Examining the scientific evidence for the biological consequences of dental pulp following indirect restorations does not only improve clinician knowledge of how to best diagnose and plan treatment but also allows clinicians to present realistic expectations to patients, as well as to assign the necessary time intervals for recall visits. It has been previously shown that the chance of endodontic diseases following indirect restoration procedures increases over time . Within the past 25 years, a number of reports have also attempted to estimate the incidence of pulp necrosis and periapical pathosis following indirect restorations; however, these have yielded inconclusive findings [1, 2, 6]. Data from a recent systematic review and meta-analysis support the long-term success of the crown and FPD treatments on vital abutment teeth . However, this review included only seven studies and lacked the assessment of various confounding factors such as cement type and examination method. Several other concerns have also been raised about that work, particularly in terms of the methodological approach, soundness, and the certainty of results . The current study thus takes the form of a systematic review and meta-analysis and aims to overcome those limitations while investigating the following:
The overall incidence of pulp necrosis and periapical pathosis in vital teeth following indirect restorations.
The incidence of pulp necrosis and periapical pathosis among vital teeth restored with single-unit (veneer, inlay, onlay, and crown) versus multiple-unit (FPD) restorations.
Subgroup analyses of factors that may influence the incidence of pulp necrosis or periapical pathosis in vital teeth following indirect restorations.
The protocol of this systematic review was registered prior to commencement in PROSPERO (CRD42020218378) and the review was conducted in accordance with the PRISMA-P guidelines.
Inclusion and exclusion criteria
Studies were included on basis of the following criteria:
Study design: clinical trials (randomized and non-randomized) and cohort studies.
Participants: studies on humans’ permanent teeth.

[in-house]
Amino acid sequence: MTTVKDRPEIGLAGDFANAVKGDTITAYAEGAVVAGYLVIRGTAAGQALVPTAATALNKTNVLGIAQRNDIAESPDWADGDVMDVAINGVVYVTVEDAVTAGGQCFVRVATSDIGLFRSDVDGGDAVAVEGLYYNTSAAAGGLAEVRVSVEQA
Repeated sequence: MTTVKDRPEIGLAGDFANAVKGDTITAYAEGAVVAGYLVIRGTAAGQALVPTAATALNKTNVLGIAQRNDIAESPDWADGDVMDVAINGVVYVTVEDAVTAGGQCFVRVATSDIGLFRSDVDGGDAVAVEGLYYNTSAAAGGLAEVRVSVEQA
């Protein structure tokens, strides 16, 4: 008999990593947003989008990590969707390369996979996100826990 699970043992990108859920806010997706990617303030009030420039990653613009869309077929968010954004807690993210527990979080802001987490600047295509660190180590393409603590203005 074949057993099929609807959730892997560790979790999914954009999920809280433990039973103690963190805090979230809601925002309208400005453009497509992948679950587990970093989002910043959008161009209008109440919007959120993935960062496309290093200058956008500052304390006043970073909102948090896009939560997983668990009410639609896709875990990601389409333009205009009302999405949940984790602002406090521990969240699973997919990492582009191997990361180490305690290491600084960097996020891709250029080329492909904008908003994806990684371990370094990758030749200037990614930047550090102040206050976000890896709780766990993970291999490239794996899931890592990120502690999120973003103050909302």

Intervention: indirect dental restorations (single-unit and/ or FPD) in teeth diagnosed preoperatively with vital pulp and normal apical tissue.
Outcome: incidence of pulp necrosis and periapical pathosis.
Any study that did not satisfy at least one inclusion criterion was automatically excluded. Moreover, reviews, animal studies, editorials, and descriptive studies such as case reports and case series were not included in this study. Studies that evaluated the incidence of dentin hypersensitivity or pulpitis with indirect restorations were excluded. Studies that did not include an endodontic diagnosis of the teeth prior to indirect restoration placement or lack the follow-up were also excluded.
The search was conducted in October 2021 and updated in December 2022 by a senior researcher (NA) across five databases (MEDLINE via PubMed, Web of Science core collection, EMBASE, CINAHL, and Cochrane Library). The search strategy was built using appropriate free-text terms extracted from relevant studies using the PubReminer tool. These free-text terms were complemented with relevant MeSH/Emtree terms and thus truncated and/or combined with proximity operators. The search was completed using the built-in PubMed tools, then adapted for the other databases. To ensure the capture of all relevant studies, the database search was supplemented with a manual search of Google Scholar (first 300 results) and the Open Grey database (www.opengrey.eu), and forward and backward citations of eligible studies. No filters or restrictions were applied on the date or language of publication during searches. The full applied search strategy for this systematic review is thus shown in Supplementary file 1.
Screening process for eligible studies
The search results obtained from the database and manual searches were checked for duplicates using the “check for duplicates” feature in Mendeley. The de-duplicated study list was then imported into a pre-established Excel template. Two independent researchers (SA and GA) screened the titles and abstracts of these studies and classified them as included, excluded, or undecided based on the inclusion and exclusion criteria. Indecision around any study’s inclusion was resolved by mutual discussion or by consulting senior researchers (KKA and KA). The full text of all potentially eligible studies was then critically examined to determine a final list of included studies, with any disagreements arising being again resolved by mutual discussion and consulting the senior researchers. The corresponding author for any study which needed further clarification was contacted.
Quality assessment, data extraction, and certainty of evidence
The methodological quality and bias risk of the included studies were evaluated by two independent researchers (SA and GA) using the Joanna Briggs Institute (JBI) quality appraisal checklist and the Newcastle–Ottawa Quality Assessment Scale (NOS).